Recently I sat down to think of possible improvements that I can make that will enhance the performance of my retirement investment portfolio. Like most people, I have significant exposure to the greater U.S. equity markets with approximately 45% of my portfolio invested in large capitalization equities, which are components of the S&P 500 Index.
The S&P 500 Index tracks the combined performance of the 500 largest companies in the U.S. So, buying a share in a mutual fund or Exchange-Traded Fund (ETF) that has an investment mandate to mirror the S&P 500 will give you returns equal to the index, less any fees and expenses related to managing the portfolio. In other words, if I hear someone say “the S&P 500 went up 2% today”, then it is highly probable that about 45% of investment portfolio increased in value by 2% as well.
Now, I am quite certain that for the foreseeable future my portfolio will continue to have significant S&P 500 Index exposure. Therefore, whether I know it or not, I am effectively saying, “I believe that investing in an S&P 500 Index Fund is going to give me the necessary long-term returns to fund a significant portion of my retirement!”
If I truly, genuinely believe this statement, then why in the world would I not want to use leverage to get two or three times (2x or 3x) the returns of the S&P 500 Index?
Clearly, there is greater reward if the index goes up, but if the index goes down you are looking at two or three times the losses. Sounds scary…
BUT, let’s say you have 25 years until retirement. Do you believe that if you put $1,000 into an S&P Index Fund today that you will end up with less than $1,000 (on an inflation-adjust basis) in 25 years? I think not….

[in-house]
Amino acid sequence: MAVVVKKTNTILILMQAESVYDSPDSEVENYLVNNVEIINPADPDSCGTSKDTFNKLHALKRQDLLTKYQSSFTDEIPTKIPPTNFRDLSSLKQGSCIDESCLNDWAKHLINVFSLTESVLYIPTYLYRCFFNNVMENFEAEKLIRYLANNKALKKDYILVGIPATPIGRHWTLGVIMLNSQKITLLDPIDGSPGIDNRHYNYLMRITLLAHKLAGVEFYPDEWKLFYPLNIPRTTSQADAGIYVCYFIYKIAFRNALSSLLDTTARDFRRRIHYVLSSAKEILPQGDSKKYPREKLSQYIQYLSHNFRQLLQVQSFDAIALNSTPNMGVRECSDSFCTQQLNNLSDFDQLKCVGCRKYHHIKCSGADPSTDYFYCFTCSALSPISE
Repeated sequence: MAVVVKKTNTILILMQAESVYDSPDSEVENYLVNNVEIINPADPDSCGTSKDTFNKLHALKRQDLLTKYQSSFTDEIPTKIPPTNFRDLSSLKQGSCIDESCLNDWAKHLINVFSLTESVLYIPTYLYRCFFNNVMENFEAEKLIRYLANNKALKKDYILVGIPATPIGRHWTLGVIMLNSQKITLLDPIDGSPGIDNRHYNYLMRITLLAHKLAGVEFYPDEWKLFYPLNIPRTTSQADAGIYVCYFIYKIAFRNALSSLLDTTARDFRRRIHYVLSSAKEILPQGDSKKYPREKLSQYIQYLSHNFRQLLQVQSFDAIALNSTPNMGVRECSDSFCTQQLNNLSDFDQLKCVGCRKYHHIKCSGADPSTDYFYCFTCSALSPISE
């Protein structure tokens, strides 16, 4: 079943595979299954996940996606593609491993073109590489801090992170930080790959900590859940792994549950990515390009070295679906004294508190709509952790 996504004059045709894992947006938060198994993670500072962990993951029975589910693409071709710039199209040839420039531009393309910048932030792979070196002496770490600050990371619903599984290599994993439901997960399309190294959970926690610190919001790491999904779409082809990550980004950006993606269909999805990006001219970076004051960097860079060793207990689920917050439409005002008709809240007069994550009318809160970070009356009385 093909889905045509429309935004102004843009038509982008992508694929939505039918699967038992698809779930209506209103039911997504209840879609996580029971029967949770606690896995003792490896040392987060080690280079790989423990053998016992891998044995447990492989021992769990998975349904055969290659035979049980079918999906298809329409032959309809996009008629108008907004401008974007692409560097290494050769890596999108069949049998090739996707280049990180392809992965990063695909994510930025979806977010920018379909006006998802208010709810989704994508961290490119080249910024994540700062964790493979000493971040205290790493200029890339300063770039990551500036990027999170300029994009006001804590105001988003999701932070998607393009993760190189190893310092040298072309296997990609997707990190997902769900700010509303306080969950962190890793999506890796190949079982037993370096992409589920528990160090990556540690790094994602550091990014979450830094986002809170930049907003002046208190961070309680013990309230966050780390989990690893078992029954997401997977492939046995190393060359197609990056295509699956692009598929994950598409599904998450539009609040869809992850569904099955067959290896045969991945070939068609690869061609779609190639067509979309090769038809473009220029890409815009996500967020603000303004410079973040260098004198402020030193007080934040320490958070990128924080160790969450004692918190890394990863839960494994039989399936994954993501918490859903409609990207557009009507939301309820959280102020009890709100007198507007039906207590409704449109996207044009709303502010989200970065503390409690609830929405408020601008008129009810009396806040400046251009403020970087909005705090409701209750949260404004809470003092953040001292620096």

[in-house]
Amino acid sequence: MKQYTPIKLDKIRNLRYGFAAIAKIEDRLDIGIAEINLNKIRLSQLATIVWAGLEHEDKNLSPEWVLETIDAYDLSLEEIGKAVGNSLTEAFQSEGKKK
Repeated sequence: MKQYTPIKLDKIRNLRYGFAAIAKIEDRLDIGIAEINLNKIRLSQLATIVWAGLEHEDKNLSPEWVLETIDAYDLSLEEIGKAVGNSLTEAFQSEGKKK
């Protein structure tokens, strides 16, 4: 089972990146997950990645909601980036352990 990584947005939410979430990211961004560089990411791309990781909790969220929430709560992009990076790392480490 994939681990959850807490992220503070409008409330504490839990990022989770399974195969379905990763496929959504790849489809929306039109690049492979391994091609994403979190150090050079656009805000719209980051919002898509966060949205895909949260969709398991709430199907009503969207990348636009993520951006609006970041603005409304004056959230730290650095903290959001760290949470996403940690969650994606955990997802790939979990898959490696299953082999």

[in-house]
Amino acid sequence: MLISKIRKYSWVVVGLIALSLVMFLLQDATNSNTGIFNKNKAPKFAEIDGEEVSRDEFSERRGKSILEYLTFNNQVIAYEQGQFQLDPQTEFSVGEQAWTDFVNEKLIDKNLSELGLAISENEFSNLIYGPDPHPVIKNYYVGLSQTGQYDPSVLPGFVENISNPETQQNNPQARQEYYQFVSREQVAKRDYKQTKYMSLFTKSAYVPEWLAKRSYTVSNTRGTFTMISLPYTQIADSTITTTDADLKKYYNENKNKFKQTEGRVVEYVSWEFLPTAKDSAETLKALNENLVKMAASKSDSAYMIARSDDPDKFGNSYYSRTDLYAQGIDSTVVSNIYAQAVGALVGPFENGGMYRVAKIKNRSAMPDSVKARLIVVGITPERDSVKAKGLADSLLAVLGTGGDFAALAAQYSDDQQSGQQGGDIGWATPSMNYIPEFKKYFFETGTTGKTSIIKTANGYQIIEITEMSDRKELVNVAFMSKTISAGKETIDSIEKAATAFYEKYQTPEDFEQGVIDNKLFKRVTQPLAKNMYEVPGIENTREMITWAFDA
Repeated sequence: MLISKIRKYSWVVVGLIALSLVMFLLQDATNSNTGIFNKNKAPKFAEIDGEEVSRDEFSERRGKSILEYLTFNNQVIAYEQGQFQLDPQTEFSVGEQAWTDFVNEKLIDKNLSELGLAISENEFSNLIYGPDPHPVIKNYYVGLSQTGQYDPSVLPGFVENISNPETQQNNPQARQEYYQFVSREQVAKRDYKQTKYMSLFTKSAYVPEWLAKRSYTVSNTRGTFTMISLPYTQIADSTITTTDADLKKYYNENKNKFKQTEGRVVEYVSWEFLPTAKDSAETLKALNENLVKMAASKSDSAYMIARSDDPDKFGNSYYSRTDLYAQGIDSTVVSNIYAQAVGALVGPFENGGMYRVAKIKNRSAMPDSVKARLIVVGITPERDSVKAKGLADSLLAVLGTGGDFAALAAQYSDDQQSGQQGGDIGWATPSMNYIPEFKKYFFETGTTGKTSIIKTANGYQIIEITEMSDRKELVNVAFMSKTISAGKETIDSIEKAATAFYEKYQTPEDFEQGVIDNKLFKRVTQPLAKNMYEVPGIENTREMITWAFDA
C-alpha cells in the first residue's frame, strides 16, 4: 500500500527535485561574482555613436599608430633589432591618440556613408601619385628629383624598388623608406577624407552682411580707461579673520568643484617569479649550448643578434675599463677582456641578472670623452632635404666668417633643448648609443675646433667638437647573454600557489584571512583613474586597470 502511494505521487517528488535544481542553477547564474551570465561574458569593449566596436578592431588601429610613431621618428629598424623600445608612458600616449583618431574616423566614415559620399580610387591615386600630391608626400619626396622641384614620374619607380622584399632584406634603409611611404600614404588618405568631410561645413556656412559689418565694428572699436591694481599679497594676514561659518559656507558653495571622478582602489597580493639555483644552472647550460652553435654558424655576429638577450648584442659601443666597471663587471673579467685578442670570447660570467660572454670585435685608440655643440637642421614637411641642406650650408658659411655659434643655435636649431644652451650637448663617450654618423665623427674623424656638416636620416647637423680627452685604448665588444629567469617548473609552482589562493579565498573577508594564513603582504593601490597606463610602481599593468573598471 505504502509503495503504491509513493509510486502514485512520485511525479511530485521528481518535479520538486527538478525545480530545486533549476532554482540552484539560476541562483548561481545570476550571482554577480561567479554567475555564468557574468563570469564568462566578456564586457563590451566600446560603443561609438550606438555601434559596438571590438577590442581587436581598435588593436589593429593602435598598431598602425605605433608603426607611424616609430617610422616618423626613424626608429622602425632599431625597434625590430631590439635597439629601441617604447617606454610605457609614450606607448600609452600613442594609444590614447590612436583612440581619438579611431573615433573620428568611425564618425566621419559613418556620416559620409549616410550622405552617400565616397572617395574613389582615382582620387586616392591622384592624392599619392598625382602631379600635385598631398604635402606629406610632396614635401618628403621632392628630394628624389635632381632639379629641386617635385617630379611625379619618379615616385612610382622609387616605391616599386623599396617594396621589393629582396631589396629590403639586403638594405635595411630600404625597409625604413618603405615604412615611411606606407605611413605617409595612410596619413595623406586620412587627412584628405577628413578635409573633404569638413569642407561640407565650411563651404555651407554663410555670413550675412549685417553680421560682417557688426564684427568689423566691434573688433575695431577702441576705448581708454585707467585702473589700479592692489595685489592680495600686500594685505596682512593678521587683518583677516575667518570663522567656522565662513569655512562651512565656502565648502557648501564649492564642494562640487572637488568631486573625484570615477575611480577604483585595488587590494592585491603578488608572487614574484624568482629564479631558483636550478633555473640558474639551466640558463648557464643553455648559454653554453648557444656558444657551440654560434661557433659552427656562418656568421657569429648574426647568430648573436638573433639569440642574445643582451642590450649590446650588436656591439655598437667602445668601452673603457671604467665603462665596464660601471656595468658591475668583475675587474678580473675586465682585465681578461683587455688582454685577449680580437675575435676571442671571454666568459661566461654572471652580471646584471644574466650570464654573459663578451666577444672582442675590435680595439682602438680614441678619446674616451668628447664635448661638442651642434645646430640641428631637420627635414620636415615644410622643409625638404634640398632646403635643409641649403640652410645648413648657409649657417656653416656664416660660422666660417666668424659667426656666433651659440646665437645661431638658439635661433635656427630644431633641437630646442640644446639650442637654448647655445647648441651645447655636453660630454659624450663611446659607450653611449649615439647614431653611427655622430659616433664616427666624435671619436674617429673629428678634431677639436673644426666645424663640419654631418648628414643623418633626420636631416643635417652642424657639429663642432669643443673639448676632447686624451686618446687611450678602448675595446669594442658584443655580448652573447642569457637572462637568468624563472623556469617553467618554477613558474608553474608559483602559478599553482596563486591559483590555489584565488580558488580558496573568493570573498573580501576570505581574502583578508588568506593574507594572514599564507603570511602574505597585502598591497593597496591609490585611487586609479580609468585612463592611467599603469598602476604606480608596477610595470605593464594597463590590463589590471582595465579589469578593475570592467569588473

Sure volatility, bad economies, inflation, tax hikes scare me, but I believe that 25 years is enough to smooth out the bad times and generate a decent return. Although I should point out that exactly 25 years from today might happen to be a “bad day”, so maybe it is not ideal to cash out in year 25. Maybe year 23 is better or maybe I need to wait until year 28 for half and year 30 for the second half. The point is that the investment is going to grow; it’s all about giving it time to do so. The more time, the better….
So, how do you leverage? One approach is to purchase shares of Exchange Traded Notes (ETN). ETNs are senior debt securities issued by a bank. ETNs track a fixed multiple of the performance of the underlying index over a specified term. There is also a stop-loss mechanism which results in automatic early redemption and an optional redemption feature for holders. This means that if losses are high, a circuit-breaker is tripped and you can get your money back; less your losses of course. (there is no such thing as free lunch).
Here is a chart comparison of SPY, the unlevered S&P 500 tracking Index Exchanged-Traded Fund (ETF) and BXUB, the Barclays Long B Leveraged S&P 500 TR ETN. This chart assumes you purchased $100 of each security in November 2009, the day BXUB launched. As described above, BXUB has provided a greater return on equity due to the leverage employed in the security.
Clearly, the results shown in this chart are by no means indicative of future performance. However, if we are willing to assume that the relationship between these two securities holds over time AND that the structure of ETNs as a debt securities prevents the well-documented issues with leveraged-ETF decay, then we may have a solid way to leverage our retail investment portfolios. All without using explicit leverage in margin accounts, which I deem highly risky for the average-joe.
One approach I am considering is to take 25% of my S&P Index exposure (so 25% of the 45% of my portfolio in the S&P 500 exposure or 11.3% of my total portfolio) and purchasing ETNs.
Do you have a view on utilizing ETNs or other similar securities as a method to leverage your S&P 500 portfolio returns?